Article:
Adverbs and Adverbials

Randy J. LaPolla ctrandy at CITYU.EDU.HK
Mon Dec 14 03:23:52 UTC 1998

Just a comment on Bingfu Lu's msg on adverbials in Chinese and a note on
the situation in some other Sino-Tibetan languages:

>Chinese shares the similar phenomenon.
>The Chinese version of the above sentence is
>John gongzuo-le liang xiaoshi
>        worked       two   hour
>Many Chinese grammarians argue that 'two hours' above should
>be regarded as an object.

If post-verbal position is taken as the definition of "object"
(paralleling the definition of "subject" as whatever comes first in the
sentence used by a number of Chinese grammarians), then this opens the
door to a lot of very un-object-like things to be considered objects. It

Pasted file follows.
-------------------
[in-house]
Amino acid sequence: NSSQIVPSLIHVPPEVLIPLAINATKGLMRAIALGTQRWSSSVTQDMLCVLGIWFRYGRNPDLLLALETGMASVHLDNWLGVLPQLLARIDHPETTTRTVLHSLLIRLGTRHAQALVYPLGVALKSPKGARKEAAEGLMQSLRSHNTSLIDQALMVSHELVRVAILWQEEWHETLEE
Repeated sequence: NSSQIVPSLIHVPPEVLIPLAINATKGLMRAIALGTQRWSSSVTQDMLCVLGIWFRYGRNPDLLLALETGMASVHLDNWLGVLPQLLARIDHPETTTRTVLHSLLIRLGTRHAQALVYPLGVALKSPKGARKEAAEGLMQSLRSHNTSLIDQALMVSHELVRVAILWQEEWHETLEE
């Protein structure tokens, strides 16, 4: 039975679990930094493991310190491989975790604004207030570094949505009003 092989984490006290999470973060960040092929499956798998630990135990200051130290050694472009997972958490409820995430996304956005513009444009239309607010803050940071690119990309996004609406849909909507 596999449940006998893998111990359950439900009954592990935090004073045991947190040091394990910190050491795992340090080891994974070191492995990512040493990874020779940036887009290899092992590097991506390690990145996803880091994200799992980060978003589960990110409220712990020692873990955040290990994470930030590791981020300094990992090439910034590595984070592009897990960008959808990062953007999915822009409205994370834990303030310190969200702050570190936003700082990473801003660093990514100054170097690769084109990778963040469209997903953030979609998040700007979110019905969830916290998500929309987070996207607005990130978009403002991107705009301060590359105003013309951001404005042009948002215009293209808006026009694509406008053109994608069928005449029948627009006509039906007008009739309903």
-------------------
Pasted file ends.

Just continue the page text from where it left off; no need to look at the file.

would be better to be a bit more circumspect in the use of a term such
as "object".

In Rawang and a number of other Tibeto-Burman languages, a temporal
adverbial (and/or in some languages manner adverbials) often appears not
with a marker that is isomorphic with the accusative marker, but with
the ablative/instrumental/agentive marker.

Randy LaPolla

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